3. Therm-a-Rest Parsec 20 (unisex)
The Therm-a-Rest Parsec 20
is a very warm but lightweight 800 fill-power (hydrophobic Nikwax treated) down sleeping bag suitable for three-season use. It has bodymapped insulation with 60% of the down positioned over the chest and 40% on the bottom to reduce weight and provide enhanced warmth when used with an appropriate sleeping pad. The Parsec 20 has a draft collar and zipper draft tube to hold in your body heat with a two-way zipper so you can vent the bag if you feel too warm. Special sleeping pad straps help prevent you from rolling off your pad at night, while exterior loops let you layer compatible quilts or technical blankets on top to boost the Parsec’s temperature rating. Read the SectionHiker Parsec review.
4. Mountain Hardwear Phantom 15 (unisex)
The Mountain Hardware Phantom 15
is a lightweight high-performance mummy sleeping insulated with 850-fill power goose down. It has a beefy draft collar and zipper draft tube to lock in warmth with vertical and horizontal baffles to keep the down located where you need the most insulation. A two-way anti-snag zipper gives you the option to vent the bag if you’re too warm, while an anatomically shaped trapezoidal foot box keeps your feet from compressing the insulation and creating cold spots. The Phantom 15 weighs 31.8 oz and is cut slim to keep it as lightweight as possible for summit attempts. Right-hand and left-hand zipper models are available and a lightweight compression sack and mesh storage sack are included.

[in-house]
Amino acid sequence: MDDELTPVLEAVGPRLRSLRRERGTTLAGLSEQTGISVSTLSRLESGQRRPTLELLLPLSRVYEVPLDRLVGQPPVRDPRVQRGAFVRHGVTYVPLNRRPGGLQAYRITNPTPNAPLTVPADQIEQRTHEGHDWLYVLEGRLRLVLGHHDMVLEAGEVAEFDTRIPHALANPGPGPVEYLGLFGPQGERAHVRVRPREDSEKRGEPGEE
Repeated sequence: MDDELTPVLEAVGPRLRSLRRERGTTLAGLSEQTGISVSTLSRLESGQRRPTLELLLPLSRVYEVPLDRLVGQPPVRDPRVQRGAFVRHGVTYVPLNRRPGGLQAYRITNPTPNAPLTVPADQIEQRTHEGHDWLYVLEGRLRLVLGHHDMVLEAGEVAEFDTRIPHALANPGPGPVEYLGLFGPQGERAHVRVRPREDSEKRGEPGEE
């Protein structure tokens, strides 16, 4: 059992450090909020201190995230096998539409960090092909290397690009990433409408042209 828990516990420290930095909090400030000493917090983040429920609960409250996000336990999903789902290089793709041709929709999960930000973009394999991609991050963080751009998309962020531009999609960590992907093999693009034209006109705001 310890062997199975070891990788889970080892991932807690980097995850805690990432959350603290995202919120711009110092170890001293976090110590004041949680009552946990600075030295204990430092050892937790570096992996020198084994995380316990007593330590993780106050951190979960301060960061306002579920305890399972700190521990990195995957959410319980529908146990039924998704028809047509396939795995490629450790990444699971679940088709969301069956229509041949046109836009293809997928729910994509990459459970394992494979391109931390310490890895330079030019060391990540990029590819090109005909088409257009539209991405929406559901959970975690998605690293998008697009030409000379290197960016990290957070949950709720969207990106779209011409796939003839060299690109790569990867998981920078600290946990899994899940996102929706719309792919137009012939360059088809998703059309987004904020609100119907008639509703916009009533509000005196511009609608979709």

5. NEMO Disco 15 (men’s and women’s)
The NEMO Disco 15
is a spoon-shaped sleeping bag designed for side sleepers that adds room at the elbows and knees but is shaped to save weight. It is insulated with 650 fill-power hydrophobic PFC-free RSD-certified down and comes with a waterproof/breathable hood and footbox to prevent it from getting wet if your tent develops internal condensation. This bag comes with a full-length double-sided zipper, a pillow pocket, a huge draft collar to seal in your torso heat, and thermo-gills to help you vent excess heat, extending the range of the bag for warmer weather. The Disco weighs 2 lbs 11 oz and fits men up to 6′ tall. A women’s Disco 15
is also available.
6. Zenbivy Ultralight Bed (unisex)
The Zenbivy Ultralight Bed